price

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Price

The value of a thing with real or perceived worth. Price represents the amount of value the market has assigned, fairly or unfairly, to a good or service. Normally, prices are expressed in terms of money, but practices such as countertrade and PIK securities indicate that prices may be expressed in goods: "four chickens for two sheep." Price is a necessary component of trade.

Prices tend to be regulated by the law of supply and demand; that is, a price of a good or service increases with smaller supply and/or greater demand. A corollary to this is the idea that commoditization drives prices down because it increases supply (sometimes vastly) while leaving demand the same. Prices likewise rise when the value of money declines. Governments can and have controlled the prices of certain goods and services by subsidy or decree. This is usually an anti-inflationary measure and tends to distort, rather than eliminate, the law of supply and demand. It is thus not generally sustainable as a mechanism for controlling price.

price

The dollar amount at which a security trades. Stocks are nearly always quoted fully (that is, $25 means $25 per share), while bonds are ordinarily quoted as a percentage of par value (that is, 98 represents $980 per $1,000 par bond).

price

the money value of a unit of a GOOD, SERVICE, FINANCIAL SECURITY or ASSET which a buyer is required to pay a seller to purchase the item. Usually the price of a product is fixed by the seller in advance on the basis of the costs of producing and selling the product and the seller's desired profit margin. In other cases, however, prices are variable, being determined by prevailing demand and supply conditions as with the sale, for example, of a STOCK or SHARE, a house or items sold at an auction.

Because a purchase involves a money outlay on the part of buyers who operate within a budget constraint, the price of a product is an important factor in the buying decision. It may well be the paramount consideration in many cases, but for some purchases other elements in the MARKETING MIX (product quality and performance etc.) may be equally if not more important. Thus, although many products (especially COMMODITY-TYPE PRODUCTS) tend to be sold at low, competitive prices, many others can be sold at higher prices, providing customers with a variety of price-quality trade-offs and other product attributes. See MARKET STRUCTURE, MONOPOLY, BUYER'S MARKET, SELLER'S MARKET, PRICING, PRICING OBJECTIVES, PRICING METHODS, FOUR P'S OF MARKETING.

price

the money value of a unit of a GOOD, SERVICE, ASSET or FACTOR INPUT. In some markets (for example, see PERFECT COMPETITION), price will be determined entirely by the forces of DEMAND and SUPPLY. By contrast, in other markets (for example, MONOPOLY markets) powerful suppliers have considerable discretion over the price that they charge. In certain circumstances, prices may be subjected to governmental PRICE CONTROL or regulated by means of PRICES AND INCOMES POLICY. See also EQUILIBRIUM MARKET PRICE, ADMINISTERED PRICE.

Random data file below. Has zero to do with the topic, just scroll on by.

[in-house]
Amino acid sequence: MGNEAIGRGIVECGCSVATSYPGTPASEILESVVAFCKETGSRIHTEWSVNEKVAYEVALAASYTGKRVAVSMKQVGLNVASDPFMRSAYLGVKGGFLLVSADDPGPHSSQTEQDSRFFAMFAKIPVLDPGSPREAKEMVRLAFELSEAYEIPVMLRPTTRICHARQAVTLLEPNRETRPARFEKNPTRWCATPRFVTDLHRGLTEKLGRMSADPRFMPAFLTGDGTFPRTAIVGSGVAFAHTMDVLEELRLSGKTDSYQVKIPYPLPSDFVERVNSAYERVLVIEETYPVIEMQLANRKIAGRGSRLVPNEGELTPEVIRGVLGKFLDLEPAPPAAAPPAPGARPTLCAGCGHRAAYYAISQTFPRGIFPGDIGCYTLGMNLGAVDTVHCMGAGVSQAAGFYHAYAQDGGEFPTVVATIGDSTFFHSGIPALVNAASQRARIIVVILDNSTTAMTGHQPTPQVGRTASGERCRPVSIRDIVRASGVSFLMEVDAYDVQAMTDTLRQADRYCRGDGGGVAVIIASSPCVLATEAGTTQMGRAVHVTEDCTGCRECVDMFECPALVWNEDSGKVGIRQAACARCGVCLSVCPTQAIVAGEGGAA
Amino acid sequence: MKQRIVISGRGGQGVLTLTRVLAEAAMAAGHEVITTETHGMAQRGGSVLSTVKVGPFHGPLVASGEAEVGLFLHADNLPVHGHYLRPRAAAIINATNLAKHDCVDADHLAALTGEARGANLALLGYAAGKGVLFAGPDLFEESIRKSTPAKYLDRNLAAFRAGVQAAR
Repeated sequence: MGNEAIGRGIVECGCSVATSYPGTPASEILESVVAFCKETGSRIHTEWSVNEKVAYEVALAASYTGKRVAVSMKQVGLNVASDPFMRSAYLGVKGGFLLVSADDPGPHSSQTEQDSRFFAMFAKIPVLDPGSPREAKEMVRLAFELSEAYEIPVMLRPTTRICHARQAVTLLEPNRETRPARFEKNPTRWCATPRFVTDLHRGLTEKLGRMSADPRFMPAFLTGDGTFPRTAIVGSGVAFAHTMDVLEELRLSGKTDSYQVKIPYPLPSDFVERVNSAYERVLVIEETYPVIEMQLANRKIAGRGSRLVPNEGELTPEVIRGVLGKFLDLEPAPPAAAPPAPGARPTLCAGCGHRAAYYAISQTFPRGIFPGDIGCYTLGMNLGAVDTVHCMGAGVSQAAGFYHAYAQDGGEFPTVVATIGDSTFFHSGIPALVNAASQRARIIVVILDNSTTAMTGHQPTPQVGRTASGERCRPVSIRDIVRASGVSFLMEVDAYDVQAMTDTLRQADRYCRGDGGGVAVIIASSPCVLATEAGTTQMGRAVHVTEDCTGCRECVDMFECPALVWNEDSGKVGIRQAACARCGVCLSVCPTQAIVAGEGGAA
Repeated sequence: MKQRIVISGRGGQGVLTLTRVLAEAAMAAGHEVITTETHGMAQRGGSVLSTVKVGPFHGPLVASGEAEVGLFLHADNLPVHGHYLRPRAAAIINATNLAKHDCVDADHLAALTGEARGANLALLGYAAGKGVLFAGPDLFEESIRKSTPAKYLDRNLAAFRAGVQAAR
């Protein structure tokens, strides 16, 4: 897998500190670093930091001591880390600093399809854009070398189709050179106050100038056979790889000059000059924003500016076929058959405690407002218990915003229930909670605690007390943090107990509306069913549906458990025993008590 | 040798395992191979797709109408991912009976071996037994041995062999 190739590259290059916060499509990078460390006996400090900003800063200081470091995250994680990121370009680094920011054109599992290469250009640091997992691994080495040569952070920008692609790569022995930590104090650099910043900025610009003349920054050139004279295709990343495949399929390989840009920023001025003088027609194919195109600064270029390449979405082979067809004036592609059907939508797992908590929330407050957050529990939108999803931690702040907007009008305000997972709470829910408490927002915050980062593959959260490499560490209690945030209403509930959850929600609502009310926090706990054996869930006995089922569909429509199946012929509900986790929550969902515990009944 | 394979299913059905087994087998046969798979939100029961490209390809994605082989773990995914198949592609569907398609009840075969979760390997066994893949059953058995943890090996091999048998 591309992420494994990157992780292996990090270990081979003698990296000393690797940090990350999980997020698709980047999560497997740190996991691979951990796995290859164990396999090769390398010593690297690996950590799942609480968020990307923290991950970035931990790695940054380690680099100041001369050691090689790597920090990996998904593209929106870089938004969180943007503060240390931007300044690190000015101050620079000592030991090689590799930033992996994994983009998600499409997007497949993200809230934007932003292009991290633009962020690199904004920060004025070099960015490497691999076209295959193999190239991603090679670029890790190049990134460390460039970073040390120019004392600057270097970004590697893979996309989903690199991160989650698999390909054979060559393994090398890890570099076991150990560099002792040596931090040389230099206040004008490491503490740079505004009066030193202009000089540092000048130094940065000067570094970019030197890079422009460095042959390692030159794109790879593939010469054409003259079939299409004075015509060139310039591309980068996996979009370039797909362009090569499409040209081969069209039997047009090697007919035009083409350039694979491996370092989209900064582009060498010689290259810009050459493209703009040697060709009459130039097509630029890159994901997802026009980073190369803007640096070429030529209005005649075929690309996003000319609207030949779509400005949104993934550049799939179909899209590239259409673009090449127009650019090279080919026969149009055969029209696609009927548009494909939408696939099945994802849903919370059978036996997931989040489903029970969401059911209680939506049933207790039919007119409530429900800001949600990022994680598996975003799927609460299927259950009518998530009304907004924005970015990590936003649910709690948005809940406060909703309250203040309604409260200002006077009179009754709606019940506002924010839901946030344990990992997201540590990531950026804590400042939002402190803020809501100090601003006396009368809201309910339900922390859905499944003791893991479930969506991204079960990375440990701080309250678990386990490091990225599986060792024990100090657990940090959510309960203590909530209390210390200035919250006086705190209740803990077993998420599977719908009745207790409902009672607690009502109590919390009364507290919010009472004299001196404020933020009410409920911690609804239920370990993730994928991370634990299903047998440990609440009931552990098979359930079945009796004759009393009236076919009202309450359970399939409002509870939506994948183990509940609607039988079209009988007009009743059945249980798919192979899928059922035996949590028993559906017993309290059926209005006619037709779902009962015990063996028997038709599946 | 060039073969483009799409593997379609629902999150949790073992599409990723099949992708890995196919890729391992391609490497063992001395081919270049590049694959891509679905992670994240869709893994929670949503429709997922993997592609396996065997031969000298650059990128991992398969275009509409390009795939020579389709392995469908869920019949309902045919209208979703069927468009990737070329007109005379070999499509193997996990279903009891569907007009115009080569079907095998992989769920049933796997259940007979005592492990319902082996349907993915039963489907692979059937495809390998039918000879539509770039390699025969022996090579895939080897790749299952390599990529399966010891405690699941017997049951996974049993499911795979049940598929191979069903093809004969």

price

An amount of money exchanged for something of value.

References in periodicals archive ?
The results from this study indicate that with proxy bidding, temporary and permanent buy prices are equally effective at raising revenue, but temporary buy prices result in more early bidding.
However, as our focus here is on different types of buy prices, and as auctions with buy prices are more complicated than those without (particularly in the case of proxy bidding), we have chosen to include only those sessions in which subjects were able to gain experience in a simpler environment before moving to a more complicated one with buy prices.
The introduction of a buy price (whether temporary or permanent) to risk-averse bidders increases revenue for a wide range of buy prices, and when bidders have either CARA or DARA, the optimal introduction of a permanent buy price results in higher revenue than that of a temporary buy price.
A buy price allows the seller, during the listing of his or her item, to indicate a price at which he or she would be willing to sell.
The buy price has been implemented by different online auction sites using various rules.
The popularity of the buy price raises several interesting questions.
The experiments discussed here make use of three types of auctions: auctions with no buy price, auctions with a temporary buy price that disappears once a bid is made, and auctions with a permanent buy price that is available throughout the entire auction.
The presence of bidder risk aversion as a motivation for the use of a buy price has been explored theoretically by Budish and Takeyama (2001), Hidvegi et al.
Shahriar and Wooders (2007) present the results of an experiment that examines a temporary buy price in auctions with both private and common values.
This study is an exploration into the revenue, utilization, bid timing, and efficiency differences that arise when using a permanent or temporary buy price and how these differences are affected by the presence or absence of proxy bidding in a controlled laboratory setting.